A couple of weeks ago, the !!Con organizers wrapped up the process of writing and sending feedback to people who’d had their talk proposals rejected this year and had asked us to explain the reasoning behind the rejection. Providing feedback took a long time. In our case, we rejected 185 talk proposals this year, and we were only asked to give feedback on twenty-one of those rejections — and it still took us two months to come up with feedback on the twenty-one proposals.
What took us so long? When we review talk proposals, we don’t actually write reviews; instead, each reviewer just assigns a letter grade from A to D to each proposal, and then, as a group, we consider every proposal that got at least one A. Reviewers may optionally add a few words of commentary to go along with their grade, but there isn’t really any written material that comes out of the review process that is suitable for sharing with the author of the proposal. So, coming up with helpful feedback in a format that we can share with authors takes some time and effort. Add that to the fact that we have to reject a lot of quite good proposals for space reasons, and the fact that many reviewers disagree on proposals, and writing feedback becomes especially hard. It’s understandable that many conferences don’t offer individual feedback on rejections at all.
Anyway, I’m writing this post because, in the process of writing the feedback for the twenty-one rejected proposals, a few patterns emerged in the kinds of feedback we were writing. I want to share a few failure modes of !!Con talk proposals, in the hope that someone will find it helpful when they’re writing talk proposals for this kind of conference in the future. (Keep in mind that the advice in this post is pretty !!Con-specific; it may not be helpful for submitting talk proposals to other conferences, and in fact, it may be harmful!)
The “tour of $library/$language/$tool” talk proposal
Each year at !!Con, we get a number of proposals for talks that would introduce the audience to the speaker’s favorite programming language, library, framework, debugging or profiling tool, or what have you. These talks tend to get a slate of B and C grades from the reviewers and are subsequently rejected. Why?
Since !!Con talks are only ten minutes long, it’s hard to fit a complete tour of $library/$language/$tool/whatever into the allotted time. Such a talk is at risk of ending up being a superficial list of features, with no time to explore any of them in depth. It can also be hard to motivate the talk to audience members who aren’t sure what use $library/$language/$tool is going to be for them.
One way to make this kind of talk work in the !!Con setting is to focus the talk around a particular feature of the library, language, framework or tool that the speaker found especially fun and surprising. Another option is to tell a story about building something specific with the library, language, framework, or tool — especially if it involves using the tool in an unexpected and exciting way. This kinds of talk might also work better at a conference with longer talk slots.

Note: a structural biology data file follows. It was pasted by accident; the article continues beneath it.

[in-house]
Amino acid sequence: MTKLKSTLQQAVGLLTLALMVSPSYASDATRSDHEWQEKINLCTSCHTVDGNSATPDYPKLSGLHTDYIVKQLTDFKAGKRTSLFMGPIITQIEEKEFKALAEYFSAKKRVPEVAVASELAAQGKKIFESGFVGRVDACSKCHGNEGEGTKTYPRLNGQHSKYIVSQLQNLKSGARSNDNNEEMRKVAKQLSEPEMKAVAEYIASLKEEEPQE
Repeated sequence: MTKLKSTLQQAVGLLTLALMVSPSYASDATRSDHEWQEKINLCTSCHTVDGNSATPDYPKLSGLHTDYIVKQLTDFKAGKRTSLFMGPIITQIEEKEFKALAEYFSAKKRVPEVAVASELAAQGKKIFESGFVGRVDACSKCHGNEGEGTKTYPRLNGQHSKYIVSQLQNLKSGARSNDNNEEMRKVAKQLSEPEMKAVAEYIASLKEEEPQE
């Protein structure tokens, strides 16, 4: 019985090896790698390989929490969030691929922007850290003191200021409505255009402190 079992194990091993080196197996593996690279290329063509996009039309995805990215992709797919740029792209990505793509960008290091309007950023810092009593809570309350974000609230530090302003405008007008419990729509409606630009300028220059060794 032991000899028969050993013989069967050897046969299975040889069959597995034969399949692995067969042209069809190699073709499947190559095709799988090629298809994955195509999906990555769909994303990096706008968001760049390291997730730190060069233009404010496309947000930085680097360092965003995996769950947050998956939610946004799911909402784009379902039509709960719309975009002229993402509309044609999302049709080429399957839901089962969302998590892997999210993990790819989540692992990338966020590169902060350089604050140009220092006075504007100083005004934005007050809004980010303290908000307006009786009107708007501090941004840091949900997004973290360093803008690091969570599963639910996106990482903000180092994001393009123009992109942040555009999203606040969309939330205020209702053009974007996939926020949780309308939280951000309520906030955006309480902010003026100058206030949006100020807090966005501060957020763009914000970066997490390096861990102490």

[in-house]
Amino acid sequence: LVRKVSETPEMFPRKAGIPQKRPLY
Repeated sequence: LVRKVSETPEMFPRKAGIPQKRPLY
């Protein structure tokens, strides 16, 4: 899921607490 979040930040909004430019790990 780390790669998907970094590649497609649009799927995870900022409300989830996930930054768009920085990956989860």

The “Timeline? What timeline?” talk proposal
On our talk proposal submission form, in addition to an abstract, we ask prospective speakers to provide a brief timeline explaining how they’re going to use their ten minutes of stage time. This helps us make sure that the speaker understands the lightning talk format, and that they’ve put some thought into making sure that their talk will fit into the allotted time.
A good way to get your talk proposal rejected at !!Con is to fail to provide a timeline at all. Believe it or not, this happens — we sometimes get talk proposals where the “timeline” field is filled in with more prose written in the same style as the abstract, and providing no information on how much time will be spent on the various parts of the talk.
Then there are so-called “timelines” that look more or less like this:
- Introduction (1 min)
- Main content of talk (8 min)
- Conclusion (1 min)
That’s another good way to get rejected. A good timeline offers enough detail to give us a sense that the speaker is comfortable with their topic and has a plan for how to proceed. As an example of a well-done timeline, here’s the timeline that Tara Vancil submitted as part of her proposal for the talk “How Merkle trees enable the decentralied Web!”, which appeared at !!Con this year (shared with her permission):
2 min: Intro to network topology – How are decentralized networks different than centralized networks? – Where must trust exist in each model? – What are trust and performance requirements of a peer-to-peer/decentralized system?
5 min: What is a Merkle tree? – What is a Merkle tree and what makes it unique? – Content validation properties (explain very briefly what a hash function does, and how Merkle trees use them to verify logs) – Explain performance properties
3 min: Examples – Recap how Merkle tree is uniquely suited to needs of peer-to-peer systems that need to share state – Merkle trees in Git – Flattened Merkle trees in the Dat protocol
Here’s a second example of a timeline, submitted by Geoffrey Litt as part of his proposal for “ENHANCE! Upscaling Images with Neural Networks”:
(1min) Introduction – We can now “enhance” photos!! – Show examples from CSI and from a 2016 research paper
(2min) A very brief neural networks crash course – A taxonomy of neural networks: Treating a single neural network as a black box, what are the different types of inputs and outputs that are possible? – Training a neural network: How does a neural network learn?
(2min) GANs: inspired by art forgery – Human art forgers are in a constant battle with the police. As the detection techniques get better, so do the forgers. – By creating multiple neural networks (a “forger” and a “detector”) and pitting them against each other, we end up with a really good forger!
(2min) Training a GAN – Explain how the GAN training process works using visuals – Show examples of the output getting better as the network trains